How to serve pasta through out the day?

Discussion in 'Food & Cooking' started by roooob, Nov 23, 2012.

  1. roooob

    roooob

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    I'm helping out at an event with an Italian theme. The event is running though out the day and I am running a pasta stall. (It's a walk up stall so there is no set opening and closing time)

    I will have a bain marie, fridge and a pasta cooker (A tub of hot water with little baskets you put the pasta in to cook it).

    I will be serving in three portion sizes.

    What I plan to do is make the pasta sauce (three different types) in the morning and put it in the fridge. When it gets close to lunch time I shall turn on the bain marie and heat the pasta sauce in it (I presume this is OK), and I'll stir it occasionally.

    What I'm stuck with is doing the pasta. I may have lots of customers so I need to serve quick. Can pasta be kept in a bain marie?

    Ideally I would like to fill the cup with pasta (Depending on which size they have) and pour some sauce over it and give it to them, nice and quick.

    I'm not sure how to do that with the pasta- I'll be using Penne pasta- should I cook the pasta in the pasta cooker and put it in a bain marie on it's own, or should I put it in a bain marie mixed with sauce?

    One very last question- If I have some sauce left in the bain marie after the lunch period, can I stick it back in the fridge and reheat it or do I need to throw it and make another lot for the dinner period?

    I'm not an expert on this, I've just been drafted in to give a helping hand so your advice is much appreciated!

    (I've not got a lot of space either, but If there is any other equipment I should need I think I could get it.)

    Thanks!!!
     
  2. petemccracken

    petemccracken

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    IMO, a bain marie cannot be used to HEAT something, only to HOLD, you will need to HEAT your sauces in some other manner.

    Reheating previously cooked sauces must attain a temperature of 165°F for 15 seconds, then they can be held at, depending on local regulations, 135°-140°, which is the temperature of most bain maries.
     
     
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  3. roooob

    roooob

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    Thanks. What would you recommend to use to heat it to 165 degrees?
     
    Last edited: Nov 23, 2012
  4. petemccracken

    petemccracken

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    A hotplate, butane burner or something similar.
     
  5. roooob

    roooob

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    So if I had one of these there too, I can just cook the sauce in a saucepan on the hot plate, then stick it in the bain marie. Do you know how long a bain marie would keep it hot for?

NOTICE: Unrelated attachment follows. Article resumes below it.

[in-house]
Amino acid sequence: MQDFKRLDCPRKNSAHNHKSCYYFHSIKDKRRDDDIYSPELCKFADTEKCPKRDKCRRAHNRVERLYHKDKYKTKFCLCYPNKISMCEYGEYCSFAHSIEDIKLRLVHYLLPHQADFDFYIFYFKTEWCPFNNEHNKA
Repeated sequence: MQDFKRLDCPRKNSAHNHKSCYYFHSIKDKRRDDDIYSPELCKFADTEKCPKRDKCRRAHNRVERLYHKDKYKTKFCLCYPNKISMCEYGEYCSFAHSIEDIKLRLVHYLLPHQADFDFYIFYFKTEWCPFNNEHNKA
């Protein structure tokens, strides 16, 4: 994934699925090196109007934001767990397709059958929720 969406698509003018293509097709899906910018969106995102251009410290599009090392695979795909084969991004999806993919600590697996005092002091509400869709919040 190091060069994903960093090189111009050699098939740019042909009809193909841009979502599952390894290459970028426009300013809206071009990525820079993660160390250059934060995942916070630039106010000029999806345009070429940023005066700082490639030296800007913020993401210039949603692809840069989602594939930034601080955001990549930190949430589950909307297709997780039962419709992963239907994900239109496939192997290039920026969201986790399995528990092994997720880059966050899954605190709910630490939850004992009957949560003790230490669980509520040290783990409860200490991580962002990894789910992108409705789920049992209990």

6. chefedb

    chefedb

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    Pete has guided you the right way . How long will it keep hot assuming it is boiling wate r(that's 212) Temp) if you constantly stir  as the bain marie empties, add more hot water dipped  pasta and hot sauce it should stay hot all night.  If you refrig a sauce, bring it to a boil if possible before re use. . (On this type of gig  gig stay away from any cream sauces if you can)  Use sterno under bain marie or chaffers .
     
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  7. meezenplaz

    meezenplaz

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    2 sternos under a hotel pan will actually heat stuffs to simmering temperatures, just dont

    try to do that beneath a chaffer waterpan, it'll warp to high heaven. Then once you see the 

    simmer, you can dump the lot into the holding pot.

    With the amount of time you're considering holding for, I would keep the pasta and sauce

    separate and, as you mentioned....pasta in cup, then sauce on top. But you CAN'T let the

    pasta dry out, (and it will even in a bain marie or similar) you have to keep some water

    in there on the bottom, keep it covered, and stir now and then.

    You'll be at holding temps, 135 to 165 say, so it wont continue cooking.

    I've had no prob using this method over a hundred times in Maries and chaffer ssetups.

    The link you posted is an electric plate, I prefer a butane burner, theyre cheap,

    10 to $20.00 US, and totally self contained. I use them in catering extensively.

     
    Last edited: Nov 24, 2012
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  8. roooob

    roooob

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    Thanks, that's very helpful.

    I'd just like to run through what i'll do it check I understand.

    Prepare the sauce in the morning just before opening (follow the recipe and cook the sauce using a butane burner)

    Put it in the bain marie to keep warm (should I leave it open or put a lid on it?)

    Cook a few portions of pasta and once cooked put it in a bain marie with a little bit of water (Just enough to cover the bottom or enough to cover the pasta?) and keep the lid on it.